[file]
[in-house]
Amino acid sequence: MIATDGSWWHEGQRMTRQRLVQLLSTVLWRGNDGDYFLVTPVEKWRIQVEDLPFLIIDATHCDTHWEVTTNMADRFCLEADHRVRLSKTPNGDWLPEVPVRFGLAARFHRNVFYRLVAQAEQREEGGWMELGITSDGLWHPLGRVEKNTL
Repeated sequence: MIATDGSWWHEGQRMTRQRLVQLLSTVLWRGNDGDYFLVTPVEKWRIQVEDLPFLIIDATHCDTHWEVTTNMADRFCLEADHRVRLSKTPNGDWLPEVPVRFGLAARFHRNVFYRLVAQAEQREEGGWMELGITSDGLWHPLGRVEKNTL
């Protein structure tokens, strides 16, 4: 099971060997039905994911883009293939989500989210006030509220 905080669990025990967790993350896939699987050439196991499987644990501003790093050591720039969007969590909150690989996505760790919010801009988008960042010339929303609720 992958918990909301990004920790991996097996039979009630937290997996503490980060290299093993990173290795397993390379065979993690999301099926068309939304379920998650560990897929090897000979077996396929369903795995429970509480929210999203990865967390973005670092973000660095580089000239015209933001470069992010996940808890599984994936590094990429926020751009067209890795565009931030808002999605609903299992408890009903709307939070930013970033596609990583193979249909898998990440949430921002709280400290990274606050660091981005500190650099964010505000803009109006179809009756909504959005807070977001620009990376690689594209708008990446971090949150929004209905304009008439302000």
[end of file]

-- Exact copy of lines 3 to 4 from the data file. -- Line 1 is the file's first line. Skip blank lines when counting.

Repeated sequence: MIATDGSWWHEGQRMTRQRLVQLLSTVLWRGNDGDYFLVTPVEKWRIQVEDLPFLIIDATHCDTHWEVTTNMADRFCLEADHRVRLSKTPNGDWLPEVPVRFGLAARFHRNVFYRLVAQAEQREEGGWMELGITSDGLWHPLGRVEKNTL
């Protein structure tokens, strides 16, 4: 099971060997039905994911883009293939989500989210006030509220 905080669990025990967790993350896939699987050439196991499987644990501003790093050591720039969007969590909150690989996505760790919010801009988008960042010339929303609720 992958918990909301990004920790991996097996039979009630937290997996503490980060290299093993990173290795397993390379065979993690999301099926068309939304379920998650560990897929090897000979077996396929369903795995429970509480929210999203990865967390973005670092973000660095580089000239015209933001470069992010996940808890599984994936590094990429926020751009067209890795565009931030808002999605609903299992408890009903709307939070930013970033596609990583193979249909898998990440949430921002709280400290990274606050660091981005500190650099964010505000803009109006179809009756909504959005807070977001620009990376690689594209708008990446971090949150929004209905304009008439302000």